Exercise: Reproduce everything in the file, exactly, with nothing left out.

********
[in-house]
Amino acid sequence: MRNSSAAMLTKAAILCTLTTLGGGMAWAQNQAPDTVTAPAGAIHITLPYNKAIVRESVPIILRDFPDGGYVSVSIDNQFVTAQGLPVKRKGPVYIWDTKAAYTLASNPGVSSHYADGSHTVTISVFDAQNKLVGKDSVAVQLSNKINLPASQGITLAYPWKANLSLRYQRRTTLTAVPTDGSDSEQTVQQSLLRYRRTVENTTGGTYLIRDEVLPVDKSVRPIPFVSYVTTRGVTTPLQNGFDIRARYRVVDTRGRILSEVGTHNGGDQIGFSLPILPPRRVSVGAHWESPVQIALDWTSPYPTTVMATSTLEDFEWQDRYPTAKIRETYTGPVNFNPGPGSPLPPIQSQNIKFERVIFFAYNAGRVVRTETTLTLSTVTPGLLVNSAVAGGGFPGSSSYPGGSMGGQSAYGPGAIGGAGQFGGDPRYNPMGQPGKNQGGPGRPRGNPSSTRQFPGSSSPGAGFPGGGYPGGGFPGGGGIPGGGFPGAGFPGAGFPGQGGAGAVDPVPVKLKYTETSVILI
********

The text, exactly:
[in-house]
Amino acid sequence: MRNSSAAMLTKAAILCTLTTLGGGMAWAQNQAPDTVTAPAGAIHITLPYNKAIVRESVPIILRDFPDGGYVSVSIDNQFVTAQGLPVKRKGPVYIWDTKAAYTLASNPGVSSHYADGSHTVTISVFDAQNKLVGKDSVAVQLSNKINLPASQGITLAYPWKANLSLRYQRRTTLTAVPTDGSDSEQTVQQSLLRYRRTVENTTGGTYLIRDEVLPVDKSVRPIPFVSYVTTRGVTTPLQNGFDIRARYRVVDTRGRILSEVGTHNGGDQIGFSLPILPPRRVSVGAHWESPVQIALDWTSPYPTTVMATSTLEDFEWQDRYPTAKIRETYTGPVNFNPGPGSPLPPIQSQNIKFERVIFFAYNAGRVVRTETTLTLSTVTPGLLVNSAVAGGGFPGSSSYPGGSMGGQSAYGPGAIGGAGQFGGDPRYNPMGQPGKNQGGPGRPRGNPSSTRQFPGSSSPGAGFPGGGYPGGGFPGGGGIPGGGFPGAGFPGAGFPGQGGAGAVDPVPVKLKYTETSVILI